Review Summary: Something for the Rest of Us is another solid outing that will augment the band’s already legendary career.
Is there honestly a person out there that hasn’t, in some way, been affected by the music of the Goo Goo Dolls? If you hadn’t heard of them by 1998, you were treated to Dizzy Up the Girl
, whose popular singles like “Slide”, “Black Balloon”, and “Iris” flooded radio stations everywhere. From there, the band has continued to capture our hearts every four years, with 2002’s Gutterflower
, 2006’s Let Love In
, and now 2010’s Something for the Rest of Us
. To put it plainly, the Goo Goo Dolls have been around for a while. And over the course of that time, their influence has spread far and wide. To the skeptic, this might beg the question, “What more does this band have to offer us?” The quick answer would be more of the same, but you also have to consider if that is necessarily such a bad thing. In the case of Something for the Rest of Us
, it seems that the Goo Goo Dolls have created a cumulative resume of their works to date; and the result is a slick, heavily produced mainstream rock record with all the endearing qualities that we have come to expect from the Goo Goo Dolls.
The band’s ninth studio album is, like past works, a remarkably solid collection of mid-tempo rock songs and ballads. Popular themes are still intact, as Rzeznik woos listeners with his uncanny ability to make every love song sound fresh. There are, however, a noticebale lack of songs with an angrier edge…they have always been few and far between, but on Something for the Rest of Us
they appear to be completely absent in favor of somber yet uplifting ballads. Tracks like “Notbroken” and “Soldier” fit this description, particularly the latter, as Rzeznik pleads:
I know things change, your world has slipped away
I know things change, but you're living like a soldier who's caught in the fray
Don't lose your faith, it's not so cold, it's not too late
These ballads follow relatively generic song structures, with a gentle introduction, increasing drum momentum (this creates a particularly beautiful moment in “Notbroken”), and climactic sing along choruses. This isn’t to say that the musical ideas don’t work, because the Goo Goo Dolls actually execute them quite masterfully. But from an innovation standpoint, it is clear the band would rather continue with their perfected craft than attempt to branch out and experiment. This shouldn’t come as a huge surprise to anyone, as the Dolls have built themselves quite the niche in the mainstream rock scene over the past couple of decades. With that said, the ballads are thoroughly enjoyable, albeit predictable.
The real gems on Something for the Rest of Us
come by way of the more lively, upbeat tracks. The album’s opening song, “Sweetest Lie” is one of the band’s catchiest tunes to date, complete with giant hooks, hand claps, whoah oh oh
’s, and a chorus that you could recite in a coma. “Say You’re Free” brings a moodier edge to the album, and helps break up the monotony created by the rise-and-fall structure of the abundant slow songs. The lead single, “Home” is another notable highlight. At a first listen, the song may seem simple and generic. However, the instrumental aspects of the song are actually very proficiently executed. It starts with some mid-paced electric guitar picking, as chime like keyboard notes and purposeful drum beats are gradually introduced. Rzeznik also delivers with one of his stronger vocal performances, and when all is said and done, “Home” ends up being a pleasant surprise. As a whole, very few of the catchier upbeat songs on the record disappoint, making Something for the Rest of Us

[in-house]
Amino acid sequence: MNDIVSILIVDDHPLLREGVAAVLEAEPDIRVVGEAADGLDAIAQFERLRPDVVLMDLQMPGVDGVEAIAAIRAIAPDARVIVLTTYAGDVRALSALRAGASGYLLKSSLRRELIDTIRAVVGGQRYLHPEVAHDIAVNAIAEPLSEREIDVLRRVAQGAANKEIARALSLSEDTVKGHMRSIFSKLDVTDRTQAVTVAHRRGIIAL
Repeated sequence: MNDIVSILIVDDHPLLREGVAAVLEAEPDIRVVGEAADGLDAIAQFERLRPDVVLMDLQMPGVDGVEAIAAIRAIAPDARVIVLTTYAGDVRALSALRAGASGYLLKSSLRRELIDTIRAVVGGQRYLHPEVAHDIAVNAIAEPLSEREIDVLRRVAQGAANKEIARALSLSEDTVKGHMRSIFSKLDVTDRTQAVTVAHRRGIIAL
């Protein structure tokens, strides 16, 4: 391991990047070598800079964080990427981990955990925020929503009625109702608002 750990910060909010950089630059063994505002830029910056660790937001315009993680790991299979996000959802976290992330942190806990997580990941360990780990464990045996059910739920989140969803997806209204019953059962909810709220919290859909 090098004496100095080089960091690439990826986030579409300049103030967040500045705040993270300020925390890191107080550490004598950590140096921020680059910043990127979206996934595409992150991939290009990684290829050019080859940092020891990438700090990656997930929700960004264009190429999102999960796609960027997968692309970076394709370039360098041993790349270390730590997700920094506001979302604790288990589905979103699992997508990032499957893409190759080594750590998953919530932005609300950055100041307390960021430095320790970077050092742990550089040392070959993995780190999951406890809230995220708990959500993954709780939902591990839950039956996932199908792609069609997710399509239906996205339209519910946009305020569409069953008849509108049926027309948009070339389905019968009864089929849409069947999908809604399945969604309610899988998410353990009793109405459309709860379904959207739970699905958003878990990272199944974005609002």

an enjoyable listen from start to finish.
The success that the Goo Goo Dolls have sustained for so many years has resulted in an innate ability to avoid what you might call “dud tracks” on their albums. One might even listen back on their last ten years of work without finding a single bad
song. In this sense, Something for the Rest of Us
is no different. Each song is able to serve its purpose within the flow of the album while simultaneously standing strongly on its own. You might argue that “Hey Ya” (surprisingly, this is not another Outkast cover) or the title track are comparatively weak when pitted against the album’s better ballads, but no one can argue that there is a lack of talent or musicianship present. The only objective flaw that can be found here, besides the lack of experimentation, is the band’s tendency to rely on ballads to create emotional moments. There are more slow songs than upbeat ones on the album, and at times this tends to make it drag on. The Goo Goo Dolls have definitely proven in the past that they can construct fast, catchy numbers; therefore the noticeable lack of such songs on Something for the Rest of Us
must be due to the current emotional state of the band, or perhaps they were just being self-indulgent and writing whatever kinds of songs they wanted to. Whatever the reason, this album could stand to benefit from more adrenaline-boosting moments to provide contrast to the endless amounts of slow to mid-tempo works.
In the end, Something for the Rest of Us
is another solid outing that will augment the band’s already legendary career. It doesn’t expand on the Dolls’ sound, per se, but it will almost certainly add to their impressive list of hit singles. This album is also among the band’s most easy going efforts, as the solid craftsmanship behind each track makes it quite the enjoyable and relaxing experience…and when you are talking about mainstream soft rock, isn’t that what you really want? Something for the Rest of Us
is a safe album, but also one that will live up to the lofty expectations of die hard Goo Goo Dolls fans everywhere.